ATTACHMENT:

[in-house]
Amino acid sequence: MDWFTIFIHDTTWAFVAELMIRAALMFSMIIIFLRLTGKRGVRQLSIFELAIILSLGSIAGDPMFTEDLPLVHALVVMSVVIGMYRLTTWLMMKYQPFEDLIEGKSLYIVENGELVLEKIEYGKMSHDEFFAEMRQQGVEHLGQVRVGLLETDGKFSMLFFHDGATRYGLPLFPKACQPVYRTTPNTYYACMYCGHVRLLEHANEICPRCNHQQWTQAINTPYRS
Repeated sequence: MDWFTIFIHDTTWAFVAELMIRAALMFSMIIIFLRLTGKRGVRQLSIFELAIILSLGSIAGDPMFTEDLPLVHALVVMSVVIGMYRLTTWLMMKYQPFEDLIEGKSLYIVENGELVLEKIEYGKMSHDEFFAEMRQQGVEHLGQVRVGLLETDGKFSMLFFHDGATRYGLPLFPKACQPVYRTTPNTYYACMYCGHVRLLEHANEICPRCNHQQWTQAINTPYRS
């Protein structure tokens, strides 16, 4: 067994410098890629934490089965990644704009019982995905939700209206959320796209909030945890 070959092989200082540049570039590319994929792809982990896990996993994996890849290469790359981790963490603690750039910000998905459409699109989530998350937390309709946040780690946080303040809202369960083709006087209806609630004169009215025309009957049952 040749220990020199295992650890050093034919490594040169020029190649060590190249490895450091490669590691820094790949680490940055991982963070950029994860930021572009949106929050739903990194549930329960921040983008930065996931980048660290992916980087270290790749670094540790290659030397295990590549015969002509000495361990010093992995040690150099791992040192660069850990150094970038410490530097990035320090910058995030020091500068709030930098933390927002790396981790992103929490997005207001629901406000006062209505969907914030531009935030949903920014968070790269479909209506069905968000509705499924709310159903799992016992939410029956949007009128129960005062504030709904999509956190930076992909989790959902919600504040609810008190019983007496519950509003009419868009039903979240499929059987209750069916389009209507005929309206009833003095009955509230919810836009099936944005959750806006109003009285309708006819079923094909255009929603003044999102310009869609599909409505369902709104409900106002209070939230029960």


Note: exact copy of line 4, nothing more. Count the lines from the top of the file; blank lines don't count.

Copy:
């Protein structure tokens, strides 16, 4: 067994410098890629934490089965990644704009019982995905939700209206959320796209909030945890 070959092989200082540049570039590319994929792809982990896990996993994996890849290469790359981790963490603690750039910000998905459409699109989530998350937390309709946040780690946080303040809202369960083709006087209806609630004169009215025309009957049952 040749220990020199295992650890050093034919490594040169020029190649060590190249490895450091490669590691820094790949680490940055991982963070950029994860930021572009949106929050739903990194549930329960921040983008930065996931980048660290992916980087270290790749670094540790290659030397295990590549015969002509000495361990010093992995040690150099791992040192660069850990150094970038410490530097990035320090910058995030020091500068709030930098933390927002790396981790992103929490997005207001629901406000006062209505969907914030531009935030949903920014968070790269479909209506069905968000509705499924709310159903799992016992939410029956949007009128129960005062504030709904999509956190930076992909989790959902919600504040609810008190019983007496519950509003009419868009039903979240499929059987209750069916389009209507005929309206009833003095009955509230919810836009099936944005959750806006109003009285309708006819079923094909255009929603003044999102310009869609599909409505369902709104409900106002209070939230029960």